“Childhood is still running along beside us like a little dog” (Thomas Bernhard)

“Childhood is still running along beside us like a little dog who used to be a merry companion, but who now requires our care and splints, and myriad medicines, to prevent him from promptly passing on.” It went along rivers, and down mountain gorges. If you gave it any assistance, the evening would construct the most elaborate and costly lies. But it wouldn’t save you from pain and indignity. Lurking cats crossed your path with sinister thoughts. Like him, so nettles would sometimes draw me into fiendish moments of unchastity. As with him, my fear was made palatable by raspberries and blackberries. A swarm of crows were an instant manifestation of death. Rain produced damp and despair. Joy pearled off the crowns of sorrel plants. “The blanket of snow covers the earth like a sick child.” No infatuation, no ridicule, no sacrifice. “In classrooms, simple ideas assembled themselves, and on and on.” Then stores in town, butchers’ shop smells. Façades and walls, nothing but façades and walls, until you got out into the country again, quite abruptly, from one day to the next. Where the meadows began, yellow and green; brown plowland, black trees. Childhood: shaken down from a tree, so much fruit and no time! The secret of his childhood was contained in himself. Growing up wild, among horses, poultry, milk, and honey. And then: being evicted from this primal condition, bound to intentions that went way beyond himself. Designs. His possibilities multiplied, then dwindled in the course of a tearful afternoon. Down to three or four certainties. Immutable certainties. “How soon it is possible to spot dislike. Even without words, a child wants everything. And attains nothing.” Children are much more inscrutable than adults. “Protractors of history. Conscienceless. Correctors of history. Bringers-on of defeat. Ruthless as you please.” As soon as it could blow its own nose, a child was deadly to anything it came in touch with. Often—as it does me—it gives him a shock, when he feels a sensation he had as a child, provoked by a smell or a color, but that doesn’t remember him. “At such a moment you feel horribly alone.”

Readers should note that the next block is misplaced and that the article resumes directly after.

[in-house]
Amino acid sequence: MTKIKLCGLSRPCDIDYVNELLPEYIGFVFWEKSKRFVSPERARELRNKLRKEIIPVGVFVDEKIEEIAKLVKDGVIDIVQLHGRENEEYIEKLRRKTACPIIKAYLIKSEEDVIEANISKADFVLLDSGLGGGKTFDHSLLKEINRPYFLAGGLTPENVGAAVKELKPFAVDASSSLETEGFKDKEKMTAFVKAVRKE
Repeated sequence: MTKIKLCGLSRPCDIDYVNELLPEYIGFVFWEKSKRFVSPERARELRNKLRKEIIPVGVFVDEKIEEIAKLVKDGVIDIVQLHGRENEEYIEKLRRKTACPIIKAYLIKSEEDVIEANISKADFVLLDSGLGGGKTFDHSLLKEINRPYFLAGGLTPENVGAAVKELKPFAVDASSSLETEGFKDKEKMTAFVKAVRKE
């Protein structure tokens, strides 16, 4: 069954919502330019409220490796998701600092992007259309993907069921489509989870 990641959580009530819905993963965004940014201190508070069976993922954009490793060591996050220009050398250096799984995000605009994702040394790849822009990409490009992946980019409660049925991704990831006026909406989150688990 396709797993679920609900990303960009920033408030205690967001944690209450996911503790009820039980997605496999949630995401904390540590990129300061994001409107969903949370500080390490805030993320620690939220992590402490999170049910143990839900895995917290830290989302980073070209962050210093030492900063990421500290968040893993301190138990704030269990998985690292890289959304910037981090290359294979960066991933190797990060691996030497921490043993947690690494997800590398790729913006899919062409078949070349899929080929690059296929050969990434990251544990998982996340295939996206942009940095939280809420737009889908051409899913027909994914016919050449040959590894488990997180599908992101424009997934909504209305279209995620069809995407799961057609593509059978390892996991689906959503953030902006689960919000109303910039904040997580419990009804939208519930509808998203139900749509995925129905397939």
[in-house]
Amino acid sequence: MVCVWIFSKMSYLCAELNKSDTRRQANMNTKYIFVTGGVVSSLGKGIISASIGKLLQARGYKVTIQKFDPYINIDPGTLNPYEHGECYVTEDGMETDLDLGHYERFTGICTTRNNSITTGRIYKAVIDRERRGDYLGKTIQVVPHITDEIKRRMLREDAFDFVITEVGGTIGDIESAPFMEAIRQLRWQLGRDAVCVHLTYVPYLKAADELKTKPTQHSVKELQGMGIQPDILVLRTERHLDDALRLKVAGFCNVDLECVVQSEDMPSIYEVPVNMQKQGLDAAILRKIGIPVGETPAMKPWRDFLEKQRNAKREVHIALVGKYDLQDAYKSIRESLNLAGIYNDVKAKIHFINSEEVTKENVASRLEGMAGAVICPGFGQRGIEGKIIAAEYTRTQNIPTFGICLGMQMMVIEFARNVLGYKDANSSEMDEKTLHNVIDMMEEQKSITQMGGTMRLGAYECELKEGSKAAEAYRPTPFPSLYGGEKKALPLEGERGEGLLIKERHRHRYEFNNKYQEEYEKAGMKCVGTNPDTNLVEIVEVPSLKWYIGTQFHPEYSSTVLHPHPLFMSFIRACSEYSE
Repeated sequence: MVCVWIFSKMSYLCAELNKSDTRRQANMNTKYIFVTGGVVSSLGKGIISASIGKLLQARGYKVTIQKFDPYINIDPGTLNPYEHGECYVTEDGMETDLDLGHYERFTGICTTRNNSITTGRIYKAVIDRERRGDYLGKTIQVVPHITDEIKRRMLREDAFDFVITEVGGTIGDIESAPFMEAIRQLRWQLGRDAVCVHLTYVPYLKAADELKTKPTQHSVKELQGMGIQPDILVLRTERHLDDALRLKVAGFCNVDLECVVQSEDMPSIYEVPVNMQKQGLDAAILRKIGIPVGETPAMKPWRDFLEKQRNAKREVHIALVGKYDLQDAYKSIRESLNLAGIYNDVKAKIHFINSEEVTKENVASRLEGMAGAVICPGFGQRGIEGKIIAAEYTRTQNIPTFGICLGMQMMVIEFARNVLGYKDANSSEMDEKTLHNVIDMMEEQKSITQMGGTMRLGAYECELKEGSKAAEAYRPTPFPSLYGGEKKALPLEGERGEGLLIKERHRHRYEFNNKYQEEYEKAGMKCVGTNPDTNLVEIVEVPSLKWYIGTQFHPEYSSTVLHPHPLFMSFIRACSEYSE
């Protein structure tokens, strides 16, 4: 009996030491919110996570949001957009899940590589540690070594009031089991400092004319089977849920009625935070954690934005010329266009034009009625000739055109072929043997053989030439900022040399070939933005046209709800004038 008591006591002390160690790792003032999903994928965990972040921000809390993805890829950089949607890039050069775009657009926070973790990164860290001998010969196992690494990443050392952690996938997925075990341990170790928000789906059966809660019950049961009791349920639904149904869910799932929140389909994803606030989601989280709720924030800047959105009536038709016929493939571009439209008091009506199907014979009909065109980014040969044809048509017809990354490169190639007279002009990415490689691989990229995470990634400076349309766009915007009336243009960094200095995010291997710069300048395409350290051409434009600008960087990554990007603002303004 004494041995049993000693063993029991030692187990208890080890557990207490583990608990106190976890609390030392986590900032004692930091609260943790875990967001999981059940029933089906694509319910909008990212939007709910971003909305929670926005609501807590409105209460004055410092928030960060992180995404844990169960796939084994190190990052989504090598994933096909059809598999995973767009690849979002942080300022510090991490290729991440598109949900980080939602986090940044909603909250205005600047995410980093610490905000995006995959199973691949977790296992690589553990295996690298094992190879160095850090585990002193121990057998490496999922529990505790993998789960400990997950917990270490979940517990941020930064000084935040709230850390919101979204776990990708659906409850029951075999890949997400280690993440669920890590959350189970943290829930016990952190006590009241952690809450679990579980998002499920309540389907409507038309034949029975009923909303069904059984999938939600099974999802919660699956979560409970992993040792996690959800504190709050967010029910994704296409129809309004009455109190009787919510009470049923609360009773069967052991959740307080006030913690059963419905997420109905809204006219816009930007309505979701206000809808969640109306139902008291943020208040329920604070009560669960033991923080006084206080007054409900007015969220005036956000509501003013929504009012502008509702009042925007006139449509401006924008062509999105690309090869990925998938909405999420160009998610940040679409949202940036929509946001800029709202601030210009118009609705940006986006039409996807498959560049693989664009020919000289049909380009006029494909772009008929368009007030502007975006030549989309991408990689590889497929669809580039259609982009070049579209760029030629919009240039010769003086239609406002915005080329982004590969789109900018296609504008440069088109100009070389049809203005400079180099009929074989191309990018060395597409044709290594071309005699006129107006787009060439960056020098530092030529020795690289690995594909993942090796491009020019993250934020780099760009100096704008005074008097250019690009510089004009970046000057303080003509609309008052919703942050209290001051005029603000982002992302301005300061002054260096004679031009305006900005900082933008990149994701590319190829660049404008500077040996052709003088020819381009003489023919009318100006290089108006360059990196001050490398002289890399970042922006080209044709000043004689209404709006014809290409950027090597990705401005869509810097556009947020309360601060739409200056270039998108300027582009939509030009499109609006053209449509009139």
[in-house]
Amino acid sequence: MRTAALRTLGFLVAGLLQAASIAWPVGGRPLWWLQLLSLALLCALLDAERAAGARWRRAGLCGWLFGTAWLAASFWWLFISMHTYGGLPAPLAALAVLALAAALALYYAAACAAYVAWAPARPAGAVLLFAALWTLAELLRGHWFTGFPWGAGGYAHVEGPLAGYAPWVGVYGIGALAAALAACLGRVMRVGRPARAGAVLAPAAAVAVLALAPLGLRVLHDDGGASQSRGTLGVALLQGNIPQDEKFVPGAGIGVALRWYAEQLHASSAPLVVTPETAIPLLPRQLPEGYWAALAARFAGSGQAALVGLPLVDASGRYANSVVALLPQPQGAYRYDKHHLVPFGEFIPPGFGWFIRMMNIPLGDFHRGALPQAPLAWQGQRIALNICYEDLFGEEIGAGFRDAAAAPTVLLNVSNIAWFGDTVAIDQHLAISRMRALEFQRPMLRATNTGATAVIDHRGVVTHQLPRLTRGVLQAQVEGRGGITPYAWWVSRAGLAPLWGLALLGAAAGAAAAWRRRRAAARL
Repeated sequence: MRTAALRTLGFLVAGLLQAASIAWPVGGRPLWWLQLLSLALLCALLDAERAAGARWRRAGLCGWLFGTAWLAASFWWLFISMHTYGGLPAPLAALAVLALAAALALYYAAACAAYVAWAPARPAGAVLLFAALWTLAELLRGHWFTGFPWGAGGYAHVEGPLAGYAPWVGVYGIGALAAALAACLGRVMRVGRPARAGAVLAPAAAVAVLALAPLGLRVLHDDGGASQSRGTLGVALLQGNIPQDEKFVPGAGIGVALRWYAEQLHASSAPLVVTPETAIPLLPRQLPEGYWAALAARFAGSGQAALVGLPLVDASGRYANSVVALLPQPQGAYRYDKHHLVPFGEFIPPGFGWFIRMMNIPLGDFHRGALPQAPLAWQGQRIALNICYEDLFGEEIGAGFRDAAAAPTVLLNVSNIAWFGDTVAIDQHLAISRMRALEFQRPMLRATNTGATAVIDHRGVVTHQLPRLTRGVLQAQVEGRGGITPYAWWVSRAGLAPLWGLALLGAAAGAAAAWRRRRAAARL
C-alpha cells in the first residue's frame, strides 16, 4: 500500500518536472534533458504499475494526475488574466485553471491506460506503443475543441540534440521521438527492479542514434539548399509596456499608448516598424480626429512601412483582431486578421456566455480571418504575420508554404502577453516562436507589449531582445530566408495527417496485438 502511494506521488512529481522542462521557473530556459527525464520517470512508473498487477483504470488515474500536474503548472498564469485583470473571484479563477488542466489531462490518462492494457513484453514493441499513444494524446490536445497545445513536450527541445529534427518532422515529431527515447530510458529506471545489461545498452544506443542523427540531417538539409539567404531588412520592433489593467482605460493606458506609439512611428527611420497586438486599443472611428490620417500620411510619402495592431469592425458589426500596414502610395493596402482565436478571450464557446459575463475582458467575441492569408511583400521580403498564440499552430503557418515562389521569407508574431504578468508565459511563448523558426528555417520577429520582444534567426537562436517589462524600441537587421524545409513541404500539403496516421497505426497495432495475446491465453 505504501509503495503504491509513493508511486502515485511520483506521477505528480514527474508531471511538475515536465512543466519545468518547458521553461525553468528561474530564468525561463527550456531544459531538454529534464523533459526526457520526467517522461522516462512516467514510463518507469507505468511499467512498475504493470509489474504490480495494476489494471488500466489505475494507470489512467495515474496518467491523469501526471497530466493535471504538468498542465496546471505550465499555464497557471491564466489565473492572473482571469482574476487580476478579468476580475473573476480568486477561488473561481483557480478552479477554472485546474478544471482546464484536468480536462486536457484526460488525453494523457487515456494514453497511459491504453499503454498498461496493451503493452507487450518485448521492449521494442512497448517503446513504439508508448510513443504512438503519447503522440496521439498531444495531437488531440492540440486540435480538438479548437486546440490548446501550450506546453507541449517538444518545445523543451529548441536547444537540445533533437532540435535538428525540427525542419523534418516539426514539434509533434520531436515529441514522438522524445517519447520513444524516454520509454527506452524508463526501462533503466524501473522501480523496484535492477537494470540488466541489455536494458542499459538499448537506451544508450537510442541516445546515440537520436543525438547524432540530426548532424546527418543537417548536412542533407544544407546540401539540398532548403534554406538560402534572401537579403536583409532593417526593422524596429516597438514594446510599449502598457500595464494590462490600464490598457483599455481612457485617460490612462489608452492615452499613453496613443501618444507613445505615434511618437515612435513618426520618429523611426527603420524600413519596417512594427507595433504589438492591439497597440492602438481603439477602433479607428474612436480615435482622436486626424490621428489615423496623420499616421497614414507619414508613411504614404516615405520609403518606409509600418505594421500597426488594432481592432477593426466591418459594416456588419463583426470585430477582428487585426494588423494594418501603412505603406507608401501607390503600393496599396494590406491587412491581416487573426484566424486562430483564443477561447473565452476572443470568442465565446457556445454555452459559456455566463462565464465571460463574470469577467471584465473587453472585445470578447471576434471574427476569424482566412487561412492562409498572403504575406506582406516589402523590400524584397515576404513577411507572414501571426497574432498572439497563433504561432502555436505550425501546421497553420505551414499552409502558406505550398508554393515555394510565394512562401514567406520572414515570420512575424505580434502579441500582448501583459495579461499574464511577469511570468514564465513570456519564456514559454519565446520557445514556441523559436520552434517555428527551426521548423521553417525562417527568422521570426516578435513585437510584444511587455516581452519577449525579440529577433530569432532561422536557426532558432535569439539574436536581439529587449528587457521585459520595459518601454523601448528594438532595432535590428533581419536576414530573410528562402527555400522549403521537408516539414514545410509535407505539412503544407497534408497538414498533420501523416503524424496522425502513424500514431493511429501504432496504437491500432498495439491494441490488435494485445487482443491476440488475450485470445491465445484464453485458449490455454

From Thomas Bernhard’s novel Frost.


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